Beat Connection - ‘The Palace Garden’ (Tender Age)

25 Jul 2012

"Most bands don’t have the crisp pop sensibilities of straight up summer tunes like ‘Palace Garden 4am’ – a romantic, heat-hazed saunter through the conventions of afrobeat that also boasts a musically affecting middle eight - nor the purposefully bleak intentions of ‘Ouevreboard’, where mobile phone interference clashes with TV news snippets and apocalyptic drone..."

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The pull of the commercial against the lure of the underground has been a dichotomy that’s troubled bands since the beginning of time – which, for the sake of argument we’ll call about 1960 – with few truly mastering the art of the entirely credible, critically approved crossover. Kraftwerk maybe, Pixies to an extent? Many more are debatable but none necessarily shared Beat Connection’s approach to the issue (if it is an approach at all, not simply a journalistic inference) of separating their output into clearly marked ‘commercial’ and ‘hipster’ sections. They don’t do this literally of course, in fact there’s no actual separation between the first beat and last buzz across the entire record, but it’s a very noticeable stylistic ebb and flow which was perhaps not so marked on their debut ‘Surf Noir’ EP.

This isn’t a criticism, merely an observation – if more bands were as adept as Beat Connection are at shining both sides of the coin then perhaps there’d be a considerable rise in the amount of avant garde music being listened to by pop kids and much more, well,  fun stuff being enjoyed by bedroom miserabilists. It could be lovely.

Unfortunately most bands don’t have the crisp pop sensibilities of straight up summer tunes like ‘Palace Garden 4am’ – a romantic, heat-hazed saunter through the conventions of afrobeat that also boasts a musically affecting middle eight - nor the purposefully bleak intentions of the brilliantly dickishly titled ‘Ouevreboard’, where mobile phone interference clashes with TV news snippets and apocalyptic drone.

There’s plenty more pop to go around here including the fantastically twitchy toy-drum Vampire Weekendisms of ‘Saola’. You’d be hard-pressed to find a more legitimately joyous floor filler this summer and as the stoical tone of singer Tom Eddy notes “oh well, I guess that’s life / You can’t pick out the pieces that you don’t like’ and what sounds suspiciously like a sample from the Farm’s ‘Altogether Now’ (can’t be?) closes her up, you’re left lifted, exhilarated.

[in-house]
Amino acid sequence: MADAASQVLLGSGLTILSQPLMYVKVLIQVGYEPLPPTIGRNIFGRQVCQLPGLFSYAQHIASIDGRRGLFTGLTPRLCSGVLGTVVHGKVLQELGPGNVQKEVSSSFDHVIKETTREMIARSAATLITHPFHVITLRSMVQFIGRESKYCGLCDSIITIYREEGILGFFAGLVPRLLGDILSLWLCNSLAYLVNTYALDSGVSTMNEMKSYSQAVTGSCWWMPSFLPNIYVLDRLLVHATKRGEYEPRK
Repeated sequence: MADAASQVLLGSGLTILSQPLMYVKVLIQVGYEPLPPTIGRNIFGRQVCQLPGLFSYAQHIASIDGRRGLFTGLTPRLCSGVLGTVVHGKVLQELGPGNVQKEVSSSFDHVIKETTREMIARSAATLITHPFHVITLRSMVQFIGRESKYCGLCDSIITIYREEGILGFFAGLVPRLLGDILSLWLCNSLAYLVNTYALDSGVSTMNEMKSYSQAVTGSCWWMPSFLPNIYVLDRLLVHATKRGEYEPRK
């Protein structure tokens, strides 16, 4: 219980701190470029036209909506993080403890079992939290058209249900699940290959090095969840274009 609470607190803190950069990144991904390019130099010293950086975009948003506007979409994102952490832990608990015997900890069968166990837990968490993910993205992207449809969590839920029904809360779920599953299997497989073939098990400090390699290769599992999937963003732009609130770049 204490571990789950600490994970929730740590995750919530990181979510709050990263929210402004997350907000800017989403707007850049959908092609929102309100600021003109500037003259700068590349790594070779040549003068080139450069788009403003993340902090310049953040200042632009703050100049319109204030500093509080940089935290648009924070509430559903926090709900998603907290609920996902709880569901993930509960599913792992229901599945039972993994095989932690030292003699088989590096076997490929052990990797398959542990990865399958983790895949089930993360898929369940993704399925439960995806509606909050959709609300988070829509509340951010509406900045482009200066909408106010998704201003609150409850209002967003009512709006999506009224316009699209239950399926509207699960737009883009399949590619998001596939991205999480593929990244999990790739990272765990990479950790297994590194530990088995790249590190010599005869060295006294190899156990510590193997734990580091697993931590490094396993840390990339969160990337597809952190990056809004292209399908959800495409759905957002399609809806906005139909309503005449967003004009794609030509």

Yet often the ambient tracks, brief as they are, stand, in terms of quality, above a great deal of the pop tunes on The Palace Gaden. For instance the tremendous, M83 aping opener ‘New Criteria’ – a warm enticing wash of gleaming keys persistent rhythm appeals far more instantly than a more obvious track like the shoegaze-led banality of balletic bore ‘Think Feel’.

There are a few more duds here such as the Orwellian future lift music of ‘Foreign Embassy’ and the shambles of a Bon Iver/Hot Chip parody/tribute (hard pressed to say what it is) ‘Other Side Of the Sky’ which has in its favour a large tune but in the cons column a big question mark over whether its entirely legit or just a bit of a gag. The generic, gentle alt-dance of ‘Sometimes Wonder’ completes a late in the game lull.

Yet when back to form as on the lovely, lolloping ‘Invisible Cities’ and the album’s true standout moment – the mutated strangeness of ‘Trap House’ a melancholic, clinical scramble of humanity fed through technology’s mincer it feels like a harsh and excellent band.

While each track blends into the next – and these bridging moments are executed supremely well - it’s down to closer ‘En Route’ to fully mind meld the genres, it being a Madonna/Paul Simon powered orb of shimmering loveliness that fades and morphs into something considerably colder and more threatening – a sound collage of dark desperation, ultimately superb.

When considering Beat Connection and their first full length it’s worth considering that battle between the scene and the high street, between the Dalston back room and the superclub, and it’s worth remembering that while they don’t necessarily pull off tricks to please both masters every single time, they certainly do excel and have their finer moments both in light and shade. A compelling record indeed.

Download Beat Connection's RFB Mixtape HERE

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